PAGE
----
FLUOROQUINOLONES AND ASSOCIATED RISK OF AORTIC ANEURYSM: AN FDA WARNING

Usman Baig, Syed Muslim Mehdi

Abstract


Dear Editor,

Fluoroquinolones are a group of antibiotics that are widely used in the infections of respiratory tract and urinary tract. They are broad spectrum bactericidal drugs. They kill the bacteria by inhibiting the topoisomerase II (DNA gyrase) and topoisomerase IV which leads to the inhibition of DNA synthesis. Initially, they were developed for their activity against gram negative bacteria. But newer agents are proving to be effective against gram negative as well as gram positive bacteria. Commonly used fluoroquinolones include ofloxacin, ciprofloxacin, levofloxacin and moxifloxacin.

According to a report issued by U.S. Food and Drug Administration on December 20th, 2018, use of fluoroquinolones can increase the risk of aortic aneurysm and dissection, especially in patients with hypertension, peripheral atherosclerotic disease and certain genetic conditions such as Marfan syndrome and Ehlers-Danlos syndrome, and those with advanced age.1 These antibiotics increase the degradation of collagen by stimulating the activity of matrix metalloproteinases, which leads to weakness of the wall of aorta.2 A cohort study that was conducted in Sweden from July 2006 to December 2016 also concluded the association of fluoroquinolones with aortic aneurysm.3 A systemic review has also demonstrated a link between usage of fluoroquinolones and aortic aneurysm.4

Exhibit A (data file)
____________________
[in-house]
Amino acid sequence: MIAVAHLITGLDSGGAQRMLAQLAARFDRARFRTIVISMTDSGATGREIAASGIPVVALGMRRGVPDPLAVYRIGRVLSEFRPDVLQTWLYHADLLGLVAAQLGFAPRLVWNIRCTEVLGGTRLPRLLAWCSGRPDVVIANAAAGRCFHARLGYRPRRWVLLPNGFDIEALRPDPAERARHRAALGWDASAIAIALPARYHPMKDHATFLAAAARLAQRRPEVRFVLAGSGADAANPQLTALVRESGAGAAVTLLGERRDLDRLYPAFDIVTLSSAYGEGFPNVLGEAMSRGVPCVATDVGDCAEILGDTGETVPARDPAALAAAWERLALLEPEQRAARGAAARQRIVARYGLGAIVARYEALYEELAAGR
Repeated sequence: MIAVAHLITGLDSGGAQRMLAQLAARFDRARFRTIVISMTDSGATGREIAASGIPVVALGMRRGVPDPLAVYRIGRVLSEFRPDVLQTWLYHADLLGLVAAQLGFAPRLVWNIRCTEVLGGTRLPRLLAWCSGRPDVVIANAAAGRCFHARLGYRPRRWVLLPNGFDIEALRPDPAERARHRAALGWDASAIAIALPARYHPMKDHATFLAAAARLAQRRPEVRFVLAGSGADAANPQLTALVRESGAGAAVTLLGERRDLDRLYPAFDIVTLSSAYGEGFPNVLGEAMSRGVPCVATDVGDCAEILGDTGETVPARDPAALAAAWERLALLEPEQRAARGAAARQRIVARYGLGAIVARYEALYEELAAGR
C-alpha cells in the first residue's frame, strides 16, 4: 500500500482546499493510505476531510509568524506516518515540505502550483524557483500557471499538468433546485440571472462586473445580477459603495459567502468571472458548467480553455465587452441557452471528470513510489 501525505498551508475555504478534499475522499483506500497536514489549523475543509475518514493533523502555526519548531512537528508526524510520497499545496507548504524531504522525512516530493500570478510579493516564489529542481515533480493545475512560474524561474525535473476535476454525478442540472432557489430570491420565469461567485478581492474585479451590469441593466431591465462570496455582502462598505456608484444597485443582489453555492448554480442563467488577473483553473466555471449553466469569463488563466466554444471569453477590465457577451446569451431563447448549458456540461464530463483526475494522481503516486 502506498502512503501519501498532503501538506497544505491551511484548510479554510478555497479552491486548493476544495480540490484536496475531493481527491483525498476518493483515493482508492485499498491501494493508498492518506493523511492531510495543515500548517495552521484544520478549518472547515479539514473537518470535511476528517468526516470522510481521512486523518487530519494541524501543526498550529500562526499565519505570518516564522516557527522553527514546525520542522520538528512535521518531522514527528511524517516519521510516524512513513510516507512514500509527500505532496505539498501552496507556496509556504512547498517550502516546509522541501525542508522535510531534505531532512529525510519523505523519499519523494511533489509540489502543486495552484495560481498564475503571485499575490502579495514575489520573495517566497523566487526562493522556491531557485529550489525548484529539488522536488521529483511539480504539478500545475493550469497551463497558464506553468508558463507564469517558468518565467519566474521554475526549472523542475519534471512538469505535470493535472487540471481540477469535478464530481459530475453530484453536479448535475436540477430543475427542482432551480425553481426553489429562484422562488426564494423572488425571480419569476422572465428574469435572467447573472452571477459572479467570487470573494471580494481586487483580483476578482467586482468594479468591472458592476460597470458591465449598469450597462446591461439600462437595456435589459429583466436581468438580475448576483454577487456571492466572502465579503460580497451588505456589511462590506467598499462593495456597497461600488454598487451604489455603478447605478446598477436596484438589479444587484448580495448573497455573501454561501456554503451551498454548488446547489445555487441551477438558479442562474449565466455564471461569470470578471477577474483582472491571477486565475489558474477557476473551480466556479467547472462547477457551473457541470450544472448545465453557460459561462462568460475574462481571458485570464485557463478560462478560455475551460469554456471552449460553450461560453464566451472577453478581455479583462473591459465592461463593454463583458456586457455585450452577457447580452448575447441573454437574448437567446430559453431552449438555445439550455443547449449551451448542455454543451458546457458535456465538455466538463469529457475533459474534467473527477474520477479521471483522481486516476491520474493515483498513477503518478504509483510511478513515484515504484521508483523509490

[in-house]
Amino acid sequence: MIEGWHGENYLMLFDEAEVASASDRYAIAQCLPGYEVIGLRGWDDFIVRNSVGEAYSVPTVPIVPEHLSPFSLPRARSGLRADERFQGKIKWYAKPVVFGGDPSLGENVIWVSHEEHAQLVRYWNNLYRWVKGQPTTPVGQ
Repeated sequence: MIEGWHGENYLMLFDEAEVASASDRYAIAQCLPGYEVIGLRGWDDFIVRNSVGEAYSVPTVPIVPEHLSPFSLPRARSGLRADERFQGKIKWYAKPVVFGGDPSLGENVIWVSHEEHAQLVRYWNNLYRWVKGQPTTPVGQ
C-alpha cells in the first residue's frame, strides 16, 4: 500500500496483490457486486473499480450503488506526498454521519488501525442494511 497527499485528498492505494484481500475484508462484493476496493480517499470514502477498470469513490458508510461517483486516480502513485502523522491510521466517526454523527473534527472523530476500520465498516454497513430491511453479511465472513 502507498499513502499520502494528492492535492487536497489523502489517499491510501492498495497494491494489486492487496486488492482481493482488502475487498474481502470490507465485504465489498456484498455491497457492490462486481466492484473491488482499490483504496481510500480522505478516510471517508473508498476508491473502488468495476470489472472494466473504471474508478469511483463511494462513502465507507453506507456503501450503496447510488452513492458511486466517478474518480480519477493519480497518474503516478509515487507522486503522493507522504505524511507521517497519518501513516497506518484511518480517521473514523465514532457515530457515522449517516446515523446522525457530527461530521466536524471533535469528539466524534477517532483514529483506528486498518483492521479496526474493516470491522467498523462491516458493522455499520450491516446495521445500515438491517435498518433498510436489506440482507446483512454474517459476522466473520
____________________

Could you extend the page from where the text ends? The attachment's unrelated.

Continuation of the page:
Pakistan is a third world country where most of the doctors prescribe medicines which are in the range of affordability of the patients. In a study that was conducted to assess the adverse drug reactions among hospitalized patients in Lahore, Pakistan, it was found out that fluoroquinolones are one of the most frequently prescribed antibiotics.5 They are being used in the treatment of common respiratory tract infections, urinary tract infections, and other infections of soft tissues. Fluoroquinolones are relatively inexpensive drugs as compared to most of the antibiotics. Also, proper laboratory diagnosis via culture of the organism is not done due to high expenses. So, the doctors straightaway prescribe broad-spectrum antibiotics which should be avoided as resistance to these is also increasing. Other antibiotics, such as penicillins, can be used as an alternative to fluoroquinolones in some conditions. Its use in patients with high risk should be avoided and only prescribed when there is no other treatment available.


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References


U.S. Food and Drug. Safety Announcement - FDA warns about increased risk of ruptures or tears in the aorta blood vessel with fluoroquinolone antibiotics in certain patients. [Internet]. [Cited 2018 Dec 20]. Available from: https://www.fda.gov/Drugs/DrugSafety/ucm628753.htm

Wang D, Jahangir A, Tajik JK. Ciprofloxacin enhances matrix metalloproteinases activity in human aortic smooth muscle cells. J Patient-Centered Res Rev 2014;1:58–9.

Pasternak B, Inghammar M, Svanström H. Fluoroquinolone use and risk of aortic aneurysm and dissection: nationwide cohort study. BMJ 2018;360:k678.

Noman AT, Qazi AH, Alqasrawi M, Ayinde H, Tleyjeh IM, Lindower P, et al. Fluoroquinolones and the risk of aortopathy: A systematic review and meta-analysis. Int J Cardiol 2019;274:299–302.

Iftikhar S, Sarwar MR, Saqib A, Sarfraz M. Causality and preventability assessment of adverse drug reactions and adverse drug events of antibiotics among hospitalized patients: A multicenter, cross-sectional study in Lahore, Pakistan. PLoS One 2018;13(6):e0199456.


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